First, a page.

In the United States (and I think this is different from most of Europe), most translation work--including literary translation and other words--falls into the category of "work for hire". The authorship rights are held by the person (physical or moral) who paid you to create the work, and so payment of royalties doesn't enter into it.

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Michele Fauble  Identity Verified
United States
Local time: 06:40
Member (2006)
Norwegian to English
+ ...
Translation and copyright May 7, 2011

Kathryn Litherland wrote:

In the United States (and I think this is different from most of Europe), most translation work--including literary translation and other words--falls into the category of "work for hire". The authorship rights are held by the person (physical or moral) who paid you to create the work, and so payment of royalties doesn't enter into it.


This is my understanding of the issue of translation and copyright.


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Anna Haxen  Identity Verified
Denmark
Local time: 15:40
Member (2005)
English to Danish
+ ...
Yes - for literary translation May 8, 2011

David Young wrote:

Here in Denmark, literary translators are very poorly paid, presumably because the market is so small, even for best sellers, and there are no royalties.


Actually, you can get copyright royalties as a literary translator in Denmark. It depends on the contract you sign with the publisher. I get paid a percentage of the original fee when certain books I translated are republished/reissued. (Or I used to - I gave up literary translation long ago because of the poor pay).


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Muriel Vasconcellos  Identity Verified
United States
Local time: 06:40
Member (2003)
Spanish to English
+ ...
Yes, for a book translation - how it works May 8, 2011

First, of course, one only gets royalties from a published book. Royalties are a percentage of the sales price. So unless your translation is published and sells more than a certain number of copies, you are not entitled to royalties. And you have to have a contract beforehand.

Royalties are usually paid on a schedule, based on copies sold. Often they only kick in after a certain number of copies. That may be negotiable, though some publishers have fixed policies.

Many years ago I helped develop a model contract for book translation, with negotiable options. The translator gets a compensation package, which is usually a combination of royalties, a flat fee, a per-word fee, and/or his/her name on the cover (which counts toward recognition as an author and, for example, membership in PEN International). The contract is between the publisher and the translator, and it is signed in advance.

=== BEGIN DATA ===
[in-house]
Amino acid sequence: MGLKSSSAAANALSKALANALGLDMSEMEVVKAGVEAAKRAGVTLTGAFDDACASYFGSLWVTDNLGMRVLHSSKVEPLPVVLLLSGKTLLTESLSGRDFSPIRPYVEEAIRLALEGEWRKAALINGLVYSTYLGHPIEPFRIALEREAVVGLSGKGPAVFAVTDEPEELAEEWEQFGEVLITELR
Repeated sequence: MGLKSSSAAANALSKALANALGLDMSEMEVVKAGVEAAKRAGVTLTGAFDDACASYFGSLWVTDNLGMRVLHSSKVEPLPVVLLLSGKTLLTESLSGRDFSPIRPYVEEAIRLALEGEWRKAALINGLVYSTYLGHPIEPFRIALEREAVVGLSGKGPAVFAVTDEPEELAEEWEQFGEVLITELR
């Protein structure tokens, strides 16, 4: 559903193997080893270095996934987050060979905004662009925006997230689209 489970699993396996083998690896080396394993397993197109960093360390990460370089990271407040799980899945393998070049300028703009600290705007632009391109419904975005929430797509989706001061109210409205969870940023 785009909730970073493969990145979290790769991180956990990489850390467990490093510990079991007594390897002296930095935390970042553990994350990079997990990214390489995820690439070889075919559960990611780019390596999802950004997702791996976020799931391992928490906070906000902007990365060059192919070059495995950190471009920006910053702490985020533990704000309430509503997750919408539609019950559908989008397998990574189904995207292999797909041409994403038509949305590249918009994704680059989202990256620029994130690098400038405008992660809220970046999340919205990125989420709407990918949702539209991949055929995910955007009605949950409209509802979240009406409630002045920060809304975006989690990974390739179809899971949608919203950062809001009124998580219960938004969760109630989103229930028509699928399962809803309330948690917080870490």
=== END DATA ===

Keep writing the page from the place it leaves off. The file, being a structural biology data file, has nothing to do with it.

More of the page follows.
I translated a book for the University of Texas Press: "Mexico and the U.S. in the Oil Controversy," by Lorenzo Meyer. My compensation package included royalties, a flat fee, and my name on the cover.

A couple of days ago I commented here on book translation. It's a different ballgame, but not because of the nature of the text (e.g. literary). The issue is that a publication (unlike an internal document) involves many players: copy editor, type composer, book designer, managers, distributors, promoters, etc. There are also costs for printing, materials, storage, and transportation. The margins are thin in the publishing industry. So paying for a translator is not something they will do unless the know in advance that the project has a wide audience.

From the publisher's perspective, it always helps if a translator cares enough about a book to accept low compensation. But this isn't undercutting because it doesn't affect the workaday translation market.


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Muriel Vasconcellos  Identity Verified
United States
Local time: 06:40
Member (2003)
Spanish to English
+ ...
Copyright and work-for-hire May 8, 2011

In the United States at least, if your translation is published by a reputable publishing house, it is protected by copyright.

So I don't think 'work-for-hire' is necessarily the test. It's about the kind of contract. If you do a work-for-hire without a prior contract that specifies copyright protection, you certainly wouldn't have a right to royalties.


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Nora Armani  Identity Verified
France
Local time: 15:40
Member (2005)
English
+ ...
Royalties or not? Jun 22, 2012

Copyright and royalties are two different things.
Though a translator (or even an author) may not hold the copyright on 'work for hire', for which they may have been paid an honorarium already, they can and should receive royalties on copies sold (if book) or viewed/broadcast (if film).

It is the same for SAG actors and film. Though we never hold authorship or ownership of the film we appear in, and are paid for our work as actors, we still get royalties on the film as it plays in various outlets and internationally, ad vitam!

Of course it depends on what you negotiate and your notoriety, but to give a broad spectrum, it could range between 5-10%, or 10-25% and it could be one thing up to a certain amount, and decrease progressively, etc... the rate might vary based on expertise, notoriety and reach.

Thanks
NA


[Edited at 2012-06-22 11:57 GMT]

[Edited at 2012-06-22 11:59 GMT]